Governor Andrew Cuomo
Church of the Blessed Sacrament
New York, NY
March 22, 2017
The Cuomo and the Breslin families grew up together in Queens. Mr. Breslin and my father had bonded over the Corona 69 homeowners versus Mayor John Lindsay conflict. Obviously, they were with the homeowners. Together they were fighting City Hall — literally and metaphorically — and they would all their lives.
I was 12 at the time and to me Mr. Breslin was just plain scary. Mr. Breslin smoked a cigar and he smelled like it. He had a gruff air and apparently had no time or love for little children.
With his broad chest, open collar and full head of curly black hair, he looked like a lion with a flowing mane. Although I was frightened by Mr. Breslin, I couldn’t help taunting him occasionally, the way a mouse would run through the paws of a lion.
I was too small to really engender his wrath. He would call the house multiple times at night and I would imitate the way my father answered the phone with a simple, deep throated “Yup.”
That’s all Mr. Breslin needed to start a diatribe. He would normally begin by cursing some politician and then continue for several minutes stringing together profanities and comments on parts of the human anatomy that I had never heard before.
He would pause for a breath and I would say, “Oh Mr. Breslin, you must want to talk to my father.” This would incite the lion’s rage and he would say, “You little blank-blank,” and just hang up.
He would come to the house and sit with my father at the kitchen table — a round, blue Formica table that was designed to look like marble. They only have blue marble in Queens. I would sit down the hall and listen. They would have a drink — and talk for hours, railing against the injustices in life and the failures of the system.
My father was a lion too — a different species without the mane or the colorful language — but a strong, aggressive lion nonetheless. And together they would roar.
They were great crusaders for justice. Always on the side of the little guy. Dismissing the liberal elites and professional agitators, their True North was the common man. They were always looking to step into a fight against the bully. And they loved each other.
As they were two tough Queens guys, I’m sure they never actually said they loved each other. Queens men didn’t say that to each other then. But they did. And they knew it.
There was a softer side to their relationship. Mr. Breslin in the quieter moments, would talk about his family, and his face would change. His first wife Rosemary, and how she was a saint — his daughters: Rosemary the superstar, the writer, my sister Maria’s best friend. And Kelly, the enchantress. His boys, his sons — Kevin, James, Patrick and Christopher. He talked with great pride and love in his voice. And listening to him speak I hoped that my father had that same love for me.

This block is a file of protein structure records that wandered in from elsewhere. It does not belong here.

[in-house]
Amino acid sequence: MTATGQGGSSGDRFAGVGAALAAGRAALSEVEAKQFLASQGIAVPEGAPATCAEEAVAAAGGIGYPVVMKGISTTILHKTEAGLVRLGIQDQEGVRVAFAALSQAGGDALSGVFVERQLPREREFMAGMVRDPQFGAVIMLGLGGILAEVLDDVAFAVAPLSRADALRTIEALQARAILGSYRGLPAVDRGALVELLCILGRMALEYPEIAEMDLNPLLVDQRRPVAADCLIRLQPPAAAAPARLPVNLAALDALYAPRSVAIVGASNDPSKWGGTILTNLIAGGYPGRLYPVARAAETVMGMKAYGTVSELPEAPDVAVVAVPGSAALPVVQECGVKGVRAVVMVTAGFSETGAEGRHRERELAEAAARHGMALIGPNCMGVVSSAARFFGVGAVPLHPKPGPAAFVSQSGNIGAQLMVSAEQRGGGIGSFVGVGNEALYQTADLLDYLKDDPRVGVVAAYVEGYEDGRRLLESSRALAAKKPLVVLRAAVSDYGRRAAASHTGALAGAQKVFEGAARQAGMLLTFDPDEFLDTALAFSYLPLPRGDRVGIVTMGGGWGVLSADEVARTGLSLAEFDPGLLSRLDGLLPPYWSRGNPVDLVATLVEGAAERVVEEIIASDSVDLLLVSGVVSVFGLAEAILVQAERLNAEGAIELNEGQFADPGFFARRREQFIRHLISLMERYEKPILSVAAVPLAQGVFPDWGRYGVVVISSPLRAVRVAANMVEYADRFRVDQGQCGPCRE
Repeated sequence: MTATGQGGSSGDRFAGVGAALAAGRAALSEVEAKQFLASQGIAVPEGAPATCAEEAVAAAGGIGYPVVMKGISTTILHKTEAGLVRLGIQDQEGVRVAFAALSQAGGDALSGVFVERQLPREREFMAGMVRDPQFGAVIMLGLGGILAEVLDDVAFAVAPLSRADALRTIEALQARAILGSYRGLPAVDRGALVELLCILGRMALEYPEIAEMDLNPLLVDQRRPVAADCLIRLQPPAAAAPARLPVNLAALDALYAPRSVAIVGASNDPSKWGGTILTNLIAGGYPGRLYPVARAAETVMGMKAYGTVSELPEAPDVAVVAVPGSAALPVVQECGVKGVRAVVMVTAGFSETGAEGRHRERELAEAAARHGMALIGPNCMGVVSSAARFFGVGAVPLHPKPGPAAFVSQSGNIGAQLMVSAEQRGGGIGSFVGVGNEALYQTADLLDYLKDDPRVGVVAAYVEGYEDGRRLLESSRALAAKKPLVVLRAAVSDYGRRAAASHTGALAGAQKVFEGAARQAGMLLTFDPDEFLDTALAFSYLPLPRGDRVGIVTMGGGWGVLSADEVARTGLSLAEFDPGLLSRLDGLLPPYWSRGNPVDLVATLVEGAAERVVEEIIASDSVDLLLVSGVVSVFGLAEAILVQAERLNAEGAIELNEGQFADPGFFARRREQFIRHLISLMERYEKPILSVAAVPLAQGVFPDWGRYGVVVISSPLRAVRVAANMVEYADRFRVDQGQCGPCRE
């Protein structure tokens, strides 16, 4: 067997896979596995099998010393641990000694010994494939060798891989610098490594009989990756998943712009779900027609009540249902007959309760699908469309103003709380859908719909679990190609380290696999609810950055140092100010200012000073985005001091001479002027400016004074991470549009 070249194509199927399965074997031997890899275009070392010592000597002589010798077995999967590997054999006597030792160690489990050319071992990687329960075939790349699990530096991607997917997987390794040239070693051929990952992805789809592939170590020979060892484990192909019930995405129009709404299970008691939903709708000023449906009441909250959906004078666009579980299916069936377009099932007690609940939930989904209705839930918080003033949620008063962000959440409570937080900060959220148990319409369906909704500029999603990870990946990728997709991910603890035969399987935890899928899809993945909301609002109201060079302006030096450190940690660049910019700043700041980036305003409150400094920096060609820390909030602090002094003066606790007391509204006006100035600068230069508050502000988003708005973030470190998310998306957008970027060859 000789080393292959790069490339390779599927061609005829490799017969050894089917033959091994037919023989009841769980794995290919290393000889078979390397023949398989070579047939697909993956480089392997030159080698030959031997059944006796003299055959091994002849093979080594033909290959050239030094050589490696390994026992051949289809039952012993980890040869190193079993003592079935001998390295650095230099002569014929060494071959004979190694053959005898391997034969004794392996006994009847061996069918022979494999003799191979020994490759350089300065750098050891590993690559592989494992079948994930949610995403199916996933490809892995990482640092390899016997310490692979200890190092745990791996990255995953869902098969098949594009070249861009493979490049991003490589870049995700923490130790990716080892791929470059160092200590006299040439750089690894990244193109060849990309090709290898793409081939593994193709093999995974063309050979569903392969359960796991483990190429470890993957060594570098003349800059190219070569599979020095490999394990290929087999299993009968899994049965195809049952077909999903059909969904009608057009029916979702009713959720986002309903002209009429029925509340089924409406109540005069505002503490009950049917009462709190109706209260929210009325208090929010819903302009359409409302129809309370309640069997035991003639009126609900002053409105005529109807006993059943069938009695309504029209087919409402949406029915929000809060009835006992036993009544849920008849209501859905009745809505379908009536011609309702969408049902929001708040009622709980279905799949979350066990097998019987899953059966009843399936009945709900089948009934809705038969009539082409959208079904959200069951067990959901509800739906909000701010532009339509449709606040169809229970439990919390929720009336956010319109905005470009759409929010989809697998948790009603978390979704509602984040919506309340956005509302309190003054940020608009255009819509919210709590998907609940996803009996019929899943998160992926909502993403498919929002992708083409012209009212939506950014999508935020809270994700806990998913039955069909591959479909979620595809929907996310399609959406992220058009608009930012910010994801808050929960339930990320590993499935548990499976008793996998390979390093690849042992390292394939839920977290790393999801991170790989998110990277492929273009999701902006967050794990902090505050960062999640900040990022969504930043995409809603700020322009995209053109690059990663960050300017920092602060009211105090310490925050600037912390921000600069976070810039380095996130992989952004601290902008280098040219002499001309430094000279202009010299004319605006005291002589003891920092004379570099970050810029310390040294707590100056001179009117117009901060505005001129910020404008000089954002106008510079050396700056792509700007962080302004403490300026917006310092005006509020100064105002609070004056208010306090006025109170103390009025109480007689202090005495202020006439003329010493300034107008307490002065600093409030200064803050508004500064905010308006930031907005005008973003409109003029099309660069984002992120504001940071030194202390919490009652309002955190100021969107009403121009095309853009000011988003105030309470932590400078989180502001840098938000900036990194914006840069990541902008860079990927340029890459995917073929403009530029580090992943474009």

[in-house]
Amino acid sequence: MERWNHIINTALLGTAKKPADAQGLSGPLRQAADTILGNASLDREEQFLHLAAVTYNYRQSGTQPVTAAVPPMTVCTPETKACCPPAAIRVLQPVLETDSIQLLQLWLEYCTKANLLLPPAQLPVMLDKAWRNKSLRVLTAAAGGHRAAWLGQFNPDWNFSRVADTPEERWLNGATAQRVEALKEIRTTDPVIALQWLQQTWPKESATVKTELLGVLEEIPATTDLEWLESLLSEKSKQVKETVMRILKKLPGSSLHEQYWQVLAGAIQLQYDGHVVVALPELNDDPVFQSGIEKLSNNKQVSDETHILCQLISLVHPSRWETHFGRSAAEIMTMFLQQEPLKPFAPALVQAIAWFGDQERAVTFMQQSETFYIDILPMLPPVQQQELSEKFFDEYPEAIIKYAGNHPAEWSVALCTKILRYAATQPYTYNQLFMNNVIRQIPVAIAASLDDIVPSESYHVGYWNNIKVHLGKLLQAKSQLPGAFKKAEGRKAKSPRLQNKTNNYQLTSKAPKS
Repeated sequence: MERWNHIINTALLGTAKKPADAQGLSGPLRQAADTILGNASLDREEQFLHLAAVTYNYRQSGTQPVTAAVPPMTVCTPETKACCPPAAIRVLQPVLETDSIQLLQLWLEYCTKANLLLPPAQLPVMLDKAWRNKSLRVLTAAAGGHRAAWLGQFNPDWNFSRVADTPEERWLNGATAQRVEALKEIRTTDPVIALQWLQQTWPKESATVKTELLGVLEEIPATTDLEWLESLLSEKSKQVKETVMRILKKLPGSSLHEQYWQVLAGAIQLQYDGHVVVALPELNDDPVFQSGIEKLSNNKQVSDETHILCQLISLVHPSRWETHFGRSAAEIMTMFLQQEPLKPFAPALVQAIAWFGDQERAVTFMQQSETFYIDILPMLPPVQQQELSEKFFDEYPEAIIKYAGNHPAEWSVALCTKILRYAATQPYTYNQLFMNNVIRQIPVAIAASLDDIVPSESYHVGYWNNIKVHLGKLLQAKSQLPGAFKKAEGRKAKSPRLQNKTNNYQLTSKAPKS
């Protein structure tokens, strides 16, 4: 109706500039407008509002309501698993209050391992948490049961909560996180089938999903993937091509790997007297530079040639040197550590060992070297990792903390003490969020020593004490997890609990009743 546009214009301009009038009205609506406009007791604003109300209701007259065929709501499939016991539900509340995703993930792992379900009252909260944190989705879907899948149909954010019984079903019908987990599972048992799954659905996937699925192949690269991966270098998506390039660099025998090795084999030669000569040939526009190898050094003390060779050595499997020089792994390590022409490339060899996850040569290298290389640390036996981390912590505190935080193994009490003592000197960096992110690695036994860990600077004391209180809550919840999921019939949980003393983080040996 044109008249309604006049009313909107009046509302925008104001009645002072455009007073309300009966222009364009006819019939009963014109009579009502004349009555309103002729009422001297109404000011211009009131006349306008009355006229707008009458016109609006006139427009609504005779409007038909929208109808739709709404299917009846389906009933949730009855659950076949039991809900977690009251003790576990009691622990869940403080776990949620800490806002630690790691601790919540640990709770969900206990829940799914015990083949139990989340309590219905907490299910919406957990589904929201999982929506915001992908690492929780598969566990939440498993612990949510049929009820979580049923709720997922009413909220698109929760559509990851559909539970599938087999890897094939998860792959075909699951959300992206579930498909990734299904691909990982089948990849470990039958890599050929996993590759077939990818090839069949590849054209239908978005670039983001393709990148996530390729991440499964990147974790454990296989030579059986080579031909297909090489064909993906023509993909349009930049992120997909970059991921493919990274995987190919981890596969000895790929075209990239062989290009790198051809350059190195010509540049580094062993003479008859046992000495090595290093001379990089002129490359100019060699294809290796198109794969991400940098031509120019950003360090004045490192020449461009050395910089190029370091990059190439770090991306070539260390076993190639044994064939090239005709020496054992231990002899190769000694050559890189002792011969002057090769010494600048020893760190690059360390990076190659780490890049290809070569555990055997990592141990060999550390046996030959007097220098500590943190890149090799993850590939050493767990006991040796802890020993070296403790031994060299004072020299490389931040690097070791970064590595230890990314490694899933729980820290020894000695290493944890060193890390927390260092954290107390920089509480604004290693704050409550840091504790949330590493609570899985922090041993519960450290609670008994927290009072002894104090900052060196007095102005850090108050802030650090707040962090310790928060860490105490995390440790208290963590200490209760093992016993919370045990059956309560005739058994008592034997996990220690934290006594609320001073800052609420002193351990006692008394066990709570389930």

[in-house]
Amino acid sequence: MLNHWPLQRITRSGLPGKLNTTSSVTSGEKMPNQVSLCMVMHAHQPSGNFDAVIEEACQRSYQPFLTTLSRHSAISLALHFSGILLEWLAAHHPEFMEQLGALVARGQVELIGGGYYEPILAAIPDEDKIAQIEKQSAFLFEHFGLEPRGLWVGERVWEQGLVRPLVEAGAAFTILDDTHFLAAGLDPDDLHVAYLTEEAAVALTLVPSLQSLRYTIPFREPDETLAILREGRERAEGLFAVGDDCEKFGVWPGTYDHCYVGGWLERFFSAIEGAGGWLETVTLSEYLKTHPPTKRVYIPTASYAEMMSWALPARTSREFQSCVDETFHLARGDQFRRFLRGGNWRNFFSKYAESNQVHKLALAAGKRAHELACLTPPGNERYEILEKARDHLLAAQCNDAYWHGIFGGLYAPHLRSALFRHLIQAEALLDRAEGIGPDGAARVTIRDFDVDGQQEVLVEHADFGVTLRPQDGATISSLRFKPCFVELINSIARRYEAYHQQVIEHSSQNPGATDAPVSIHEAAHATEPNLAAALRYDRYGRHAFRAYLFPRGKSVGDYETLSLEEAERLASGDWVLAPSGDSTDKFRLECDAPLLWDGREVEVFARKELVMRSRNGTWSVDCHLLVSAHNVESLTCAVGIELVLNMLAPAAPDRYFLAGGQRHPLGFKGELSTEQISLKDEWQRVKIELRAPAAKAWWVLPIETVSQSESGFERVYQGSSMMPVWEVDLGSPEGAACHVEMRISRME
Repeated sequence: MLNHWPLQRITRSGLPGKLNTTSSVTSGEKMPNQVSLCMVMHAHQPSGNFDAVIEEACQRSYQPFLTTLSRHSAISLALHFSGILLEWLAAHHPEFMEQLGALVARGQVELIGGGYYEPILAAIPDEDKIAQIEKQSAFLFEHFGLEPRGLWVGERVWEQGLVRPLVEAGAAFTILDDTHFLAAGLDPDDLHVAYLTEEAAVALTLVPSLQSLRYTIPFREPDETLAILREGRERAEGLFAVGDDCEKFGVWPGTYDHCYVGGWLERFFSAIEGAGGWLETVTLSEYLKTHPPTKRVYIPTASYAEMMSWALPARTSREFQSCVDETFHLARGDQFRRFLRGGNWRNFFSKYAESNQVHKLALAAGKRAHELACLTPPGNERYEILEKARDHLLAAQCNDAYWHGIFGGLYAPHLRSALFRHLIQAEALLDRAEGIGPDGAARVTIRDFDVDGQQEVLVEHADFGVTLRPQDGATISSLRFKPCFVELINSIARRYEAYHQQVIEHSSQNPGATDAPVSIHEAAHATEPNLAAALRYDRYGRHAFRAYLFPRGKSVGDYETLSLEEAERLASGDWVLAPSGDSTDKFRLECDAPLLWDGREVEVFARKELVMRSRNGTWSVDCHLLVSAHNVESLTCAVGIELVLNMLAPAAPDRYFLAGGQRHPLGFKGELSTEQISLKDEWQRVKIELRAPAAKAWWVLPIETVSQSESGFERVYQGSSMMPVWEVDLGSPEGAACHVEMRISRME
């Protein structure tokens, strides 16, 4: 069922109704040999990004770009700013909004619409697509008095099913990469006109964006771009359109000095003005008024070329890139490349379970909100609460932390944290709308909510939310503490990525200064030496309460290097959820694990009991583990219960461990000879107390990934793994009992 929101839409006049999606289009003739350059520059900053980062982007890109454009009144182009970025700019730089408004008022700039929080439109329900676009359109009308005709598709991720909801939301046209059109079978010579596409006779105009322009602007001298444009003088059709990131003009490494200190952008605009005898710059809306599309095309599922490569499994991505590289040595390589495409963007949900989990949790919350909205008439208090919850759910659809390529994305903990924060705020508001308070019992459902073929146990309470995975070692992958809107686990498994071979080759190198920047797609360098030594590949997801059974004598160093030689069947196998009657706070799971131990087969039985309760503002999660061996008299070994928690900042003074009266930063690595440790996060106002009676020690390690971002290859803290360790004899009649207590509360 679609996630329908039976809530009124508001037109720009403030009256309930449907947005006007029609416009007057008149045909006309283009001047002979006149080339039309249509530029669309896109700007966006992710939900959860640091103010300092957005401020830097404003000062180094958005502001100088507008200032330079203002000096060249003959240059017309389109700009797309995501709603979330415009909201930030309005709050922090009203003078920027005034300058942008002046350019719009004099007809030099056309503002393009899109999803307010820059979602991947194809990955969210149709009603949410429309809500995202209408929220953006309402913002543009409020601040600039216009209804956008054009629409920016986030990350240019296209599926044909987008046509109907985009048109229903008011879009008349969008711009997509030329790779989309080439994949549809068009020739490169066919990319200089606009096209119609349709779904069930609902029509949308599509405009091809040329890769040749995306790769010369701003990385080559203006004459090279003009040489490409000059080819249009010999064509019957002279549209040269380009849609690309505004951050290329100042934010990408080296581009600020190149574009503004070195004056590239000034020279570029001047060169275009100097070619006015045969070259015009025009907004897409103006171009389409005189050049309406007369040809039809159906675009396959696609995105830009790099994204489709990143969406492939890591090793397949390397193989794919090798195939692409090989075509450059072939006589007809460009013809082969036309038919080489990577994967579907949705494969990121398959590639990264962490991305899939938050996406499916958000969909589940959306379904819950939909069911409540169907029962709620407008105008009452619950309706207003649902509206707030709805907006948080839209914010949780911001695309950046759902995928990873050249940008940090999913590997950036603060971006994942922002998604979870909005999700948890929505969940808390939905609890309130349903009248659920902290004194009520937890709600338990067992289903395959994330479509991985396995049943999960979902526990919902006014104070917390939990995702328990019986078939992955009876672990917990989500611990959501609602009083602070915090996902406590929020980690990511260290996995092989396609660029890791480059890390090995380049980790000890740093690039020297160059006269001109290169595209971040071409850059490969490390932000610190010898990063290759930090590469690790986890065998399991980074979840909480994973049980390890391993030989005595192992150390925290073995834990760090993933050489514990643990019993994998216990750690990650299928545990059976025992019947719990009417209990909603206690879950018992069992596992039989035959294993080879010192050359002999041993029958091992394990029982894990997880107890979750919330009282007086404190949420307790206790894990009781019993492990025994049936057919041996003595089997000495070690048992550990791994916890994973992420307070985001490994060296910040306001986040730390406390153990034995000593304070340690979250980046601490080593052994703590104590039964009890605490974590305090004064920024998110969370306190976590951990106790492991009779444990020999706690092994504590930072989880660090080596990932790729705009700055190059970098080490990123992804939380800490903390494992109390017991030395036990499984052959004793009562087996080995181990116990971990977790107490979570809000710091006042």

My mother and Jimmy had a sweet, caring relationship. There was a vulnerability to Jimmy and my mother, always the nurturer, was naturally drawn to him.
Jimmy met Ronnie Eldridge, a strong, brilliant woman, and a political force in her own right and the two married. I can only imagine being married to Mr. Breslin was more than a full-time job. And God bless Ronnie for all of the support and love. My mother believes Ronnie literally kept Jimmy alive for years. And with Ronnie came a bonus — Daniel, Emily, and Lucy. And they all brought him much joy.
If my father were here today, he would say Jimmy was an artist and his pen was to paper what Picasso’s brush was to canvas. He would say Jimmy was never a Newsday reporter or Daily News employee — he was just “Breslin,” anywhere and everywhere. He would speak of his superb God-given gifts and selflessness in using them to do good. He would say Jimmy faced many hardships in life. That he came from a family of hardships and suffered much pain, early and later in life, losing both Rosemary and then Kelly.
But my father would say while a lesser man would have grown angry and bitter from the loss, Jimmy grew more empathetic and compassionate.
I hear Mr. Breslin’s voice often. I hear his voice as governor. I recently commuted the sentence of a woman in Bedford Correctional after 35 years of imprisonment. It was clear she committed a terrible crime. But after visiting her it was also clear to me she was a different person now. It was a hard, political decision. I spoke to Ronnie, her fierce advocate, about it many times. I could hear Jimmy’s voice saying, “She made a mistake — we all do. She learned, she paid the price, she spent her life in a cage, and she is now different. Jesus would pardon her. Who the hell made you better than Jesus?”
Mr. Breslin’s life was a life well-lived. We mourn today not for him, but for ourselves — for his family’s loss and our loss — because, in truth, in today’s world we need his voice more than ever. A voice with power and credibility, who wrote stories from the street not from a laptop. Who believed there was no truth worth telling that could be told in a tweet. Whose voice was authentic because he was authentic. He was New York — hardscrabble, brilliant, difficult, gifted, complicated, argumentative, accepting … and loving.
But as the spirit lives … his voice lives in all of us. And if we listen we can hear him saying today, “What do they mean they are going to cut the taxes for the richest Americans and tell the poorest we can’t afford to give you health care? Who do they think they are — who made their lives more important than the rest of us?”
It’s not over. Mr. Breslin’s quest for social justice and integrity goes on. He is here today with his good friend Mario and they are reading the papers — the hard copies — and railing at the outrage, disgusted by the political cowards, and ready to fight the good fight.
I say “Roar, gentlemen, roar! Let it echo down from the heavens! And we will hear you!”